Feeds

Thank Freeview for UK 4G by mid-2013 - NOT the iPhone 5 nor EE

Telly retuning clears way for networks to join party early

Providing a secure and efficient Helpdesk

Ofcom will clear radio frequencies allowing UK network operators to launch 4G mobile broadband months ahead of schedule - even though it hasn't moved the 4G licence auction.

EE's monopoly on 4G coverage should end by June next year as a result of this, instead of the end of 2013 as first anticipated. This is thanks to phone-mast engineers at Arqiva rejigging the Freeview retuning schedule to provide January's 4G auction winners early access to their frequencies.

However, Blighty's communications watchdog is being unduly credited with negotiating a solution between EE and its rival network operators, and the breakthrough is painted as a government victory: we're told the Secretary for Fun Maria Miller pressured Ofcom and the operators into negotiating an agreement, motivated by the 4G monopoly given to EE. However, such a scenario falls down at the first hint of examination.

The announcement is no surprise - we reported it yesterday morning despite the participants apparently being locked in tense negotiations all day. But it's also worth looking at why Arqiva is able to change the timetable for clearing the 800MHz band, and how much pressure was needed to make that happen.

In fact the switch to digital television, which will leave that band empty, has gone remarkably well in the UK, unexpectedly well. Freeview has proved an enormous success, and manufacturers have created fantastically cheap boxes to convert the most elderly of TVs to digital, while the public has easily grasped the idea that such boxes are necessary.

The government has spent a good deal of cash educating people, and (strange as it sounds) that money has worked. In fact it's worked so well that there's dosh left over and some debate over what it should be spent on.

It's that smooth transition that has given Arqiva - which runs most of the UK's TV transmitter systems - the confidence to switch frequencies earlier than expected, a confidence which has nothing to do with the 4G monopoly given to EE nor the launch of Apple's iPhone 5.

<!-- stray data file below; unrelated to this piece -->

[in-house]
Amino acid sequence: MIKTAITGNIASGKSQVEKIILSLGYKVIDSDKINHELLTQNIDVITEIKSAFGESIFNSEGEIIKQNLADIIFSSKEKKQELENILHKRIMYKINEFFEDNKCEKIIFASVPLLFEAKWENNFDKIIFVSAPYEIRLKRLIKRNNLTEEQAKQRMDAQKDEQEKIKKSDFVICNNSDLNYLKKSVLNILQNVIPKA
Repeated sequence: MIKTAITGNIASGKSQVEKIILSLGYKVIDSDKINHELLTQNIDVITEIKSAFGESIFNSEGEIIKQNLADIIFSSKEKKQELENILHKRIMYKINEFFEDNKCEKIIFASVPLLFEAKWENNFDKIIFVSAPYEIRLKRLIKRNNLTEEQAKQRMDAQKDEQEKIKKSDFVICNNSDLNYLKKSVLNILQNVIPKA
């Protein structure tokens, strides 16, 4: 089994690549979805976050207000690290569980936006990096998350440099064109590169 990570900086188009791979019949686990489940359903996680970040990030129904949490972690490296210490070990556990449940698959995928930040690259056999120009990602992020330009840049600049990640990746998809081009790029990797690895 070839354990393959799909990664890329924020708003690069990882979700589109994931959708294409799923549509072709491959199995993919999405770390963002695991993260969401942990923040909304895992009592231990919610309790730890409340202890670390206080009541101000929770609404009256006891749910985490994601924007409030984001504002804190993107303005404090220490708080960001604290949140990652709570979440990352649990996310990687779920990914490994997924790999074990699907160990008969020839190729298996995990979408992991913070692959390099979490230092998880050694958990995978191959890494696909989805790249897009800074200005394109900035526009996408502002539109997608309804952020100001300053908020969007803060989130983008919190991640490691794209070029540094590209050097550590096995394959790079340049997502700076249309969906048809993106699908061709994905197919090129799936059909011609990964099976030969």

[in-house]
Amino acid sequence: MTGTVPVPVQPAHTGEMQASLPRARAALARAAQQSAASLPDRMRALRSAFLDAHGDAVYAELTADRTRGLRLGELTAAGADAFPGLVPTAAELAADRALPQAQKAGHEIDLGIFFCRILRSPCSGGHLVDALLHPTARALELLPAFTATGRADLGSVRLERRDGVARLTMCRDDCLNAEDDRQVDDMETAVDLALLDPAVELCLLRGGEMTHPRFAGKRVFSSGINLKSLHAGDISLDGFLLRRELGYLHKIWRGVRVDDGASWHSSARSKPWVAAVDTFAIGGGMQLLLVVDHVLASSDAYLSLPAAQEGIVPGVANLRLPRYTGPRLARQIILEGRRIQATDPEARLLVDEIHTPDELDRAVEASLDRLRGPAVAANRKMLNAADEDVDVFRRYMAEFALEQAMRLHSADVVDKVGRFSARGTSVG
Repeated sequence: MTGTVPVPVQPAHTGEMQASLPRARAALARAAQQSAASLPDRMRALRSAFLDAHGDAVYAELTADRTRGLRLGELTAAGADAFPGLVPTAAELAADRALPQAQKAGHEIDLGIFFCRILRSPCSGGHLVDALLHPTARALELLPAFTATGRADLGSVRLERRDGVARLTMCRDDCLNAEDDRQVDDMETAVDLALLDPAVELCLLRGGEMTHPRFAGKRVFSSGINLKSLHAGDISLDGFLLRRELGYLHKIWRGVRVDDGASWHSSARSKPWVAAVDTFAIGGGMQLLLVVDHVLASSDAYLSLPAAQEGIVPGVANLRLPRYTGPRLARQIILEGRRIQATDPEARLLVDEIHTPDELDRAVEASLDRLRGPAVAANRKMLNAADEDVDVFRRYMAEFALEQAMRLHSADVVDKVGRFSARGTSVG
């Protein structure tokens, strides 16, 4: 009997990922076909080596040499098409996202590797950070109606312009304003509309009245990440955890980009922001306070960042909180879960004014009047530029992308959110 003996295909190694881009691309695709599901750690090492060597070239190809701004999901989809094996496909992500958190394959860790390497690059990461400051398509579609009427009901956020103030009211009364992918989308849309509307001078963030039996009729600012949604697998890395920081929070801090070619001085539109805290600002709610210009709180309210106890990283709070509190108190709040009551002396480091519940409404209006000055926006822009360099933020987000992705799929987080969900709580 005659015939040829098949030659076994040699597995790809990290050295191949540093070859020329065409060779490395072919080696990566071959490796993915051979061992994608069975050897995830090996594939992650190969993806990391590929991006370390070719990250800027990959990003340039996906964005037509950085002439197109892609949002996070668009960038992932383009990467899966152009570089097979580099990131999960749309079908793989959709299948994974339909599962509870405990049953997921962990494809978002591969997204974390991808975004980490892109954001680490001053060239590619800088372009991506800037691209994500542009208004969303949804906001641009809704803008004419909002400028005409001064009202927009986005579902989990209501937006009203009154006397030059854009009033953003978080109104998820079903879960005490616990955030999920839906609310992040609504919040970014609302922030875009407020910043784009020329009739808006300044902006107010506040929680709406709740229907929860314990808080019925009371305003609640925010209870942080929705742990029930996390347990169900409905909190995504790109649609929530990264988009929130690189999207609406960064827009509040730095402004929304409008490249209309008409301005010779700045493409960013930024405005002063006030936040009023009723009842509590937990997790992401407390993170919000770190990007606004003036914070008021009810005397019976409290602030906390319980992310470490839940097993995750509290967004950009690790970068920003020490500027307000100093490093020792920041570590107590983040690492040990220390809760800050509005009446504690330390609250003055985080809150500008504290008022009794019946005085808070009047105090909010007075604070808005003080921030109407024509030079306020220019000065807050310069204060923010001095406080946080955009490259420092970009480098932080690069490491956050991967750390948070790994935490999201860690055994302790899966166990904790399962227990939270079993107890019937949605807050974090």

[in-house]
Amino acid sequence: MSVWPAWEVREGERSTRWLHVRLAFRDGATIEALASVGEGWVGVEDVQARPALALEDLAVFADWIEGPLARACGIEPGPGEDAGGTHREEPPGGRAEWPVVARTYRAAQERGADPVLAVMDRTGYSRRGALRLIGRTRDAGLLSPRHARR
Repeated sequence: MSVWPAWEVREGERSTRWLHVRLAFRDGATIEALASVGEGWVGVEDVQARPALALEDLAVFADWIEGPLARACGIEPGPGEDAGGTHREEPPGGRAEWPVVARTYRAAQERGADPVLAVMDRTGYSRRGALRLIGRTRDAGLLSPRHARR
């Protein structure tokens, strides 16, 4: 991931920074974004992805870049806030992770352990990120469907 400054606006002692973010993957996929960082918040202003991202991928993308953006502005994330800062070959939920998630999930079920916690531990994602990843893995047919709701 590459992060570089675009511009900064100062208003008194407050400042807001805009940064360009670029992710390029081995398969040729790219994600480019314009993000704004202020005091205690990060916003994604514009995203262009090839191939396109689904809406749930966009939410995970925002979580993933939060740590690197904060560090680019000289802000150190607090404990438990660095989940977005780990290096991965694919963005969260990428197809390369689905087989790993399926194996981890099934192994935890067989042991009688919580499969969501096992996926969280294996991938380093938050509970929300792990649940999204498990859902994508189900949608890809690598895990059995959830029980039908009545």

The timetable to auction off licences for 4G mobile communications is immovable: it's not going to happen in 2012 no matter what because too many processes have been put into motion to let that happen. Network operators are still recruiting auction teams, negotiating with banks to raise funds, poring over network maps to decide which blocks best fit their existing infrastructure, and they need until January to do all that - so moving the auction forward would bring chaos.

The early release of the 4G bands at 800MHz is to be welcomed, but the idea that it was motivated by EE's monopoly or Apple's new iThingy is balderdash. The UK monopoly on 4G has motivated O2, Vodafone and Three to threaten legal action against Ofcom, and to rail against the unfairness of it all, but it’s the UK's interest in digital television that has made the early release possible. ®

Security for virtualized datacentres

More from The Register

next story
Same old iPad? NO. The new 'soft SIMs' are BIG NEWS
AppleSIM 'ware to allow quick switch of carriers
Arab States make play for greater government control of the internet
Nerds told to get lost in last-minute power grab bid at UN meeting
Brits: Google, can you scrape 60k pages from web, pleeease
Hey, c'mon Choc Factory, it's our 'right to be forgotten'
Of COURSE Stephen Elop's to blame for Nokia woes, says author
'Google did have some unique propositions for Nokia'
It's even GRIMMER up North after MEGA SKY BROADBAND OUTAGE
By 'eck! Eccles cake production thrown into jeopardy
Mobile coverage on trains really is pants
You thought it was just *insert your provider here*, but now we have numbers
Don't mess with Texas ('cos it's getting Google Fiber and you're not)
A bit late, but company says 1Gbps Austin network almost ready to compete with AT&T
prev story

Whitepapers

Forging a new future with identity relationship management
Learn about ForgeRock's next generation IRM platform and how it is designed to empower CEOS's and enterprises to engage with consumers.
Win a year’s supply of chocolate
There is no techie angle to this competition so we're not going to pretend there is, but everyone loves chocolate so who cares.
Why cloud backup?
Combining the latest advancements in disk-based backup with secure, integrated, cloud technologies offer organizations fast and assured recovery of their critical enterprise data.
High Performance for All
While HPC is not new, it has traditionally been seen as a specialist area – is it now geared up to meet more mainstream requirements?
Saudi Petroleum chooses Tegile storage solution
A storage solution that addresses company growth and performance for business-critical applications of caseware archive and search along with other key operational systems.